Dr Xavier Moyet is a Visiting Research Fellow in the Centre for Religion and Public Life at the University of Leeds. He also is a research associate of the Pneuma City project at the University of Kent.
Like countries across the world, Nigeria has been hit by the current COVID-19 crisis, with 139 reported cases identified to date. Two narratives about Nigeria, the most populous country on the African continent, are of interest here: first, the idea of Nigeria as a “failed state”, and second, the idea of Nigeria as a “Pentecostal republic” (as the title of Ebenezer Obadare’s recent book has it). In a context where state actors are weak, and Pentecostal churches play a strong public, social and political role, what is the role of these churches in the current public health crisis facing the country?
In response to the COVID-19 crisis, the Governor of Lagos State, M. Sanwu-Olu, on 24th March announced several measures. Lagos State is economically and politically one of the most important states in the Nigerian federal republic. It includes the country’s largest city, Lagos, which is often referred to as the “Pentecostal capital” of the world, thanks to the numerous Pentecostal-charismatic mega-churches and prayer camps dominating the city landscape. On 29th March, a lock-down of Lagos, Abuja and Ogun states was announced by the President of Nigeria, Muhammadu Buhari.
The lock-down of Lagos included a ban on religious activities, with gatherings of more than 20 people being prohibited. Several videos posted on social networks attest that it was enacted by the police in Lagos. However, there was considerable resistance to it. For instance, Winners Chapel International (also known as Living Faith Church), one of Nigeria’s most prominent Pentecostal churches, continued to hold services (although people were welcomed with sanitizers). Its senior pastor, Bishop David Oyedepo, stated that “Shutting down churches would be like shutting down hospitals”. Other churches, such as Christ Embassy, also continued with their programmes.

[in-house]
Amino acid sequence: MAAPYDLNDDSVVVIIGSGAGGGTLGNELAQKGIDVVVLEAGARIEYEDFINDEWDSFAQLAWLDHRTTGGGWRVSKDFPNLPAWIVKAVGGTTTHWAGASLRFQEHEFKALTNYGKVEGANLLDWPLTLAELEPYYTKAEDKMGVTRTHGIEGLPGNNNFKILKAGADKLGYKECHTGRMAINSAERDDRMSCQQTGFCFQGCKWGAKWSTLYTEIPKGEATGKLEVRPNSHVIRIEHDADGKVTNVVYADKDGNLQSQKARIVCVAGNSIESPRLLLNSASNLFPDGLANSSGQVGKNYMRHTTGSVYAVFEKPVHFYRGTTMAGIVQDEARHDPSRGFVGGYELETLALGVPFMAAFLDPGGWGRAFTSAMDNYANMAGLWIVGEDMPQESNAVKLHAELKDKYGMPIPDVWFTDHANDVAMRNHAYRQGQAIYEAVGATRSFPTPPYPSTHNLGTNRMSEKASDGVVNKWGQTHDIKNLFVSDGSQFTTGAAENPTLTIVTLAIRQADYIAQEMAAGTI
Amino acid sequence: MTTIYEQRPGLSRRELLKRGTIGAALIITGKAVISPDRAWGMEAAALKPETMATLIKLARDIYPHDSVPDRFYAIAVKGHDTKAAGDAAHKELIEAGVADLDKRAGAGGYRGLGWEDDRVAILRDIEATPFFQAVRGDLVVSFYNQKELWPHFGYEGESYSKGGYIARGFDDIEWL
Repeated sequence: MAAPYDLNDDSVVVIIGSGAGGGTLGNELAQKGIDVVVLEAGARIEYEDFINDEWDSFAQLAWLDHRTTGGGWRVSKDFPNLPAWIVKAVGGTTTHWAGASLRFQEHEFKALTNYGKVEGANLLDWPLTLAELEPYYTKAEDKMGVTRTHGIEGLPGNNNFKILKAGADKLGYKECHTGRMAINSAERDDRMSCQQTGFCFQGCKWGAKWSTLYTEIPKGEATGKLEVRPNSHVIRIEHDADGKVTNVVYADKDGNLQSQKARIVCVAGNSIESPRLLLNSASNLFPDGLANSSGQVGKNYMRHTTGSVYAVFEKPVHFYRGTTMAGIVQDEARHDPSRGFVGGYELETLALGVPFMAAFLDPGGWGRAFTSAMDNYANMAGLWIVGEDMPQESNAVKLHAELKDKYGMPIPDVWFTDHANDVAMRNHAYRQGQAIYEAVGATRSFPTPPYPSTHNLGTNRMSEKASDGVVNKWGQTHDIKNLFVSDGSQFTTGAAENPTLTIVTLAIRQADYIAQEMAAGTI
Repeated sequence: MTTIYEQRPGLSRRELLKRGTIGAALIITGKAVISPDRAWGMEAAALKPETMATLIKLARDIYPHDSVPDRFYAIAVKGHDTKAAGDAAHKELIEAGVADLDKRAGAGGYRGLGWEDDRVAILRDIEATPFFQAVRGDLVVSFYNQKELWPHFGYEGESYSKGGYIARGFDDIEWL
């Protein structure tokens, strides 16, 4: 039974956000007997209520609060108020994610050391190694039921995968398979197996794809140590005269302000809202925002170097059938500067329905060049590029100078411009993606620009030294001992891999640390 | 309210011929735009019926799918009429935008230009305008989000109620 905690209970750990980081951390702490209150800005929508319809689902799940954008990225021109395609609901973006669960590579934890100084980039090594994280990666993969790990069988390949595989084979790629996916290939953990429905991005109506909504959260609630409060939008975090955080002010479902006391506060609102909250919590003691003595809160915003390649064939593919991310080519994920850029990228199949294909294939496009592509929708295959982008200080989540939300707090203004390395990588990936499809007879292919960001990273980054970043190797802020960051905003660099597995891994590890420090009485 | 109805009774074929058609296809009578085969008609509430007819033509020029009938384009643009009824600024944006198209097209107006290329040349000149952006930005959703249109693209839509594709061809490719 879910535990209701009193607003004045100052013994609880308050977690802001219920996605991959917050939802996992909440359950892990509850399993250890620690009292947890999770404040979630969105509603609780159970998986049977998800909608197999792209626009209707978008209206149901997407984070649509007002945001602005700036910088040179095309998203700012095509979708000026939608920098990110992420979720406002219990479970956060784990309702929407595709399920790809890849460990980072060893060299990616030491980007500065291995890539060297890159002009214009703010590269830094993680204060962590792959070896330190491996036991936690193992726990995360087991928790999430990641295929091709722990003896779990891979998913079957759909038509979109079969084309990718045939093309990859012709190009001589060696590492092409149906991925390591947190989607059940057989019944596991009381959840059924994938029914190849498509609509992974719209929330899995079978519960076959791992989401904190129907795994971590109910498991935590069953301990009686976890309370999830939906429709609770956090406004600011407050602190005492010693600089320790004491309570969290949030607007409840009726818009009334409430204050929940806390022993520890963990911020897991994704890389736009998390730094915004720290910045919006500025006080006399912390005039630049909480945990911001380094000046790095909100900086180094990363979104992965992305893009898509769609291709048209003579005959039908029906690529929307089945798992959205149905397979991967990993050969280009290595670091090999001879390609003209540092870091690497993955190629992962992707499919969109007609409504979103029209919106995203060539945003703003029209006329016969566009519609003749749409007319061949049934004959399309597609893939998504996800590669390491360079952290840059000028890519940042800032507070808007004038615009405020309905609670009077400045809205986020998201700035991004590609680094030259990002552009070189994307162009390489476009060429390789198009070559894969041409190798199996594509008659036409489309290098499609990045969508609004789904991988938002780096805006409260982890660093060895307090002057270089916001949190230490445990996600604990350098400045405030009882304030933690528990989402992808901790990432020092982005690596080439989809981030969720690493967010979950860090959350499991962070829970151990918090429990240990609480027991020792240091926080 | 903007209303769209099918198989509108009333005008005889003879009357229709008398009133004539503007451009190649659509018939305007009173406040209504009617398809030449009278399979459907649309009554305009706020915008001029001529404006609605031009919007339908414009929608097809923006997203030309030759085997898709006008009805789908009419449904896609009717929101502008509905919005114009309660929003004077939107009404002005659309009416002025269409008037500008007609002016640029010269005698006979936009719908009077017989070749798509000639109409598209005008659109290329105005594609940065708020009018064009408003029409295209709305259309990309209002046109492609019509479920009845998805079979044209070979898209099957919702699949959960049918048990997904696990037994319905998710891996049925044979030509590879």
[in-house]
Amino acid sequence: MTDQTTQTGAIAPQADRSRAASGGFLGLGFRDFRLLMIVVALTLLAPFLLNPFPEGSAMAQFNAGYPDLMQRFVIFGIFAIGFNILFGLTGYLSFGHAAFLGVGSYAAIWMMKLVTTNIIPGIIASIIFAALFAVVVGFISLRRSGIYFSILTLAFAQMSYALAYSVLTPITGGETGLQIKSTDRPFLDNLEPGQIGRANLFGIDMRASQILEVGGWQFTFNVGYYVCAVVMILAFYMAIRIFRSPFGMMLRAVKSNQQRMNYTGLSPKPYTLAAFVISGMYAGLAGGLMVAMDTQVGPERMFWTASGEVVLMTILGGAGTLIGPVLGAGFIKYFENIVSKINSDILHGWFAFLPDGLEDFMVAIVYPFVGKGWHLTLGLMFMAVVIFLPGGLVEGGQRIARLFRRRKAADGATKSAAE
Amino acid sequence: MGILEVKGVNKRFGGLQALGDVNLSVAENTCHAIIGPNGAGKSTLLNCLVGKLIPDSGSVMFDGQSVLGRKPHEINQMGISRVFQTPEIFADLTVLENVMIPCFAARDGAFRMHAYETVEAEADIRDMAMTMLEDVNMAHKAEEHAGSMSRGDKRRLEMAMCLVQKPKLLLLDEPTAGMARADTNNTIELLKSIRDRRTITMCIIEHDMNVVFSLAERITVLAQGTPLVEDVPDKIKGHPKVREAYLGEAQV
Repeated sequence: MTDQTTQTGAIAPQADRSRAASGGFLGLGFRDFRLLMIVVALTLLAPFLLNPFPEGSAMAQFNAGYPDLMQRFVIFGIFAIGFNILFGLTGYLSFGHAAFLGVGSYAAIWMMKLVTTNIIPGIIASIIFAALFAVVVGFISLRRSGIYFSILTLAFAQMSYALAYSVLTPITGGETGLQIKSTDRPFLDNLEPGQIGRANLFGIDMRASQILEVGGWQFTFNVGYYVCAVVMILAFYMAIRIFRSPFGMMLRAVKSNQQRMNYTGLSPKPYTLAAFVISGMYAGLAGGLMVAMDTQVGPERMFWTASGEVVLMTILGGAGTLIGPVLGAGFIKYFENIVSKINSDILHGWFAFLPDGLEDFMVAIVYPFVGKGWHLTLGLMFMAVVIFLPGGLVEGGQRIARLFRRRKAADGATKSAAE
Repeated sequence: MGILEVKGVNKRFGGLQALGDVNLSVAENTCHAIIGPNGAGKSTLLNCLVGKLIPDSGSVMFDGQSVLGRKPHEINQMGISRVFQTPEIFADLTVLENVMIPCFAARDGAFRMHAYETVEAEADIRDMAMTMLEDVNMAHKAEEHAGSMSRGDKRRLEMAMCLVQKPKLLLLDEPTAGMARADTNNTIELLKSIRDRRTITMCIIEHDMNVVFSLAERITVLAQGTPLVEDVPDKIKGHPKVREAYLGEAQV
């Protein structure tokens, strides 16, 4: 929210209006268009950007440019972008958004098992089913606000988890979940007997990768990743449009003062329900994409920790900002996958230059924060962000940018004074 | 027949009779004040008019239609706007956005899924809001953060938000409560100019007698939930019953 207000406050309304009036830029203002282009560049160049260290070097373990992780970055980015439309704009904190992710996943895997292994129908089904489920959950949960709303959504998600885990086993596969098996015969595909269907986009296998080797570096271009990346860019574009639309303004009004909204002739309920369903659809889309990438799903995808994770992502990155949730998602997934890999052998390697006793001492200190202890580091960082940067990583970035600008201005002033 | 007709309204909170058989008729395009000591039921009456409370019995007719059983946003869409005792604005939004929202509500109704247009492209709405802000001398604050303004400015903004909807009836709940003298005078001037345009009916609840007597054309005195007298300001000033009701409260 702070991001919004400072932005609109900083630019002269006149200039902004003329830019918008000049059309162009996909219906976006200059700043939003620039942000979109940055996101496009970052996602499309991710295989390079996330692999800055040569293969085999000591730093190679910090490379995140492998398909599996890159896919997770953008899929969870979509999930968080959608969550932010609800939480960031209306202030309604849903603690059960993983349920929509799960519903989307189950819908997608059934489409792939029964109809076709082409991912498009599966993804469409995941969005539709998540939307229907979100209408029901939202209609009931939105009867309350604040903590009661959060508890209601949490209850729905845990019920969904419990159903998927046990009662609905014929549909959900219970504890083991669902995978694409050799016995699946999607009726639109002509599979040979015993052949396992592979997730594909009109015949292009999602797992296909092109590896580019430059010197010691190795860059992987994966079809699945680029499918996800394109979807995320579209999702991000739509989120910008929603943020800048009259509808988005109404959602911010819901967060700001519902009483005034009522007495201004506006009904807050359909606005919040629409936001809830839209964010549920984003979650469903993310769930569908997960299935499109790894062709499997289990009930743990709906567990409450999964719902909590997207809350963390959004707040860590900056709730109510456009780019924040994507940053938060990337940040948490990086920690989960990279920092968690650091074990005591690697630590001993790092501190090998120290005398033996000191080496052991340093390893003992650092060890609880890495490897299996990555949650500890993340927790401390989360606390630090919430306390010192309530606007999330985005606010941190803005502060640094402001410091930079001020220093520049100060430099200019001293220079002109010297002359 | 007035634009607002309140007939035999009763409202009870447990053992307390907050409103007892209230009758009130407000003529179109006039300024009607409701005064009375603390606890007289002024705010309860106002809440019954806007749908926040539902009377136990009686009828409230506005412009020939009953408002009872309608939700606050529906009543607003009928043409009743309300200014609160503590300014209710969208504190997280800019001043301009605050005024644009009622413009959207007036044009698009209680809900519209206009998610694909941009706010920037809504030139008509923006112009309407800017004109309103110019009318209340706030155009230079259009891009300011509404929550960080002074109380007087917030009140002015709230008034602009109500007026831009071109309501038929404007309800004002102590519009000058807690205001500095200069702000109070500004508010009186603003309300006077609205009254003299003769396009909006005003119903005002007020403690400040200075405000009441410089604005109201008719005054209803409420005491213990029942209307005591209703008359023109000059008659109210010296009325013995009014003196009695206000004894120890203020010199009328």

To put this in perspective: the main church camp of Winners Chapel, located in Canaan Land (Ogun state) has a seating capacity of 50,000. Another prominent church, the Redeemed Christian Church of God, has an enormous prayer camp with a massive auditorium on Ibadan Express Way, also in Ogun state, both places connected with the megapolis of Lagos. A prominent and defining feature of Nigerian Pentecostalism is its organisational form, with a strong emphasis on huge urban structures. Those mega-churches are clearly not adequate and even become a challenge, in this time of corona-virus, with a ban on the meeting of more than 20 people.
Winners Chapel received strong public criticism for continuing its services, leading Oyedepo to apologise. Interestingly, his excuse was that keeping church services going was vital, because they were channels to disseminate information about COVID-19 to the masses of people who did not have access to other information channels. His public letter stated: “Information has to be strategically disseminated to the grassroot (…) Church platform is a most effective way”, thus implying indirectly that the church can do better than the state to spread the information.